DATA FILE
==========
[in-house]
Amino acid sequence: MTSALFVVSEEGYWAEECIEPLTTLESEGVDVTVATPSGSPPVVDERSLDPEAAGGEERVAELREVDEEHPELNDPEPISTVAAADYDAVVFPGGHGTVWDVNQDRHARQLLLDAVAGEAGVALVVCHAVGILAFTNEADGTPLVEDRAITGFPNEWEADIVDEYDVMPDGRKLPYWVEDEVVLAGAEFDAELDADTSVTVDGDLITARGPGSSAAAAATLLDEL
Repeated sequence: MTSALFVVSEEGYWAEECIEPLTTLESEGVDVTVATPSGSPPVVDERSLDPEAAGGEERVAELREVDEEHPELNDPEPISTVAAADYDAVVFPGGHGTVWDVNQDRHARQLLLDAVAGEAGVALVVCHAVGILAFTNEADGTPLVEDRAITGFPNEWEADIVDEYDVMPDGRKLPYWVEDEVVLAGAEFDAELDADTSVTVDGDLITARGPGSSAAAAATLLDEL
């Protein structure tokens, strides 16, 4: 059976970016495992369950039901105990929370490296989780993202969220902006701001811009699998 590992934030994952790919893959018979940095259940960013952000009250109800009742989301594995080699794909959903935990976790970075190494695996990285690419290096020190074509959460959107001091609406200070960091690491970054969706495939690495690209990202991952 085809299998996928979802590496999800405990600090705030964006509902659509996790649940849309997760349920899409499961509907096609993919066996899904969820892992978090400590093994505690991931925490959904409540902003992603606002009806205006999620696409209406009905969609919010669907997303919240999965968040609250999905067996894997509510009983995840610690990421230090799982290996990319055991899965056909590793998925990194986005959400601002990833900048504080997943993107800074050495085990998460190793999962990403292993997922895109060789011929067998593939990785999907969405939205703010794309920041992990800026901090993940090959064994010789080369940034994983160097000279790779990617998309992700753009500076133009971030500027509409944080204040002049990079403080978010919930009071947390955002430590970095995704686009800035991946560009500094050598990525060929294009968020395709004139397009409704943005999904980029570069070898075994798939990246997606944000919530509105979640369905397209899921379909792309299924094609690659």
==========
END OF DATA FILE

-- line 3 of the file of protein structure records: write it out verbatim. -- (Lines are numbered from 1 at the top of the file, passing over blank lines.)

Repeated sequence: MTSALFVVSEEGYWAEECIEPLTTLESEGVDVTVATPSGSPPVVDERSLDPEAAGGEERVAELREVDEEHPELNDPEPISTVAAADYDAVVFPGGHGTVWDVNQDRHARQLLLDAVAGEAGVALVVCHAVGILAFTNEADGTPLVEDRAITGFPNEWEADIVDEYDVMPDGRKLPYWVEDEVVLAGAEFDAELDADTSVTVDGDLITARGPGSSAAAAATLLDEL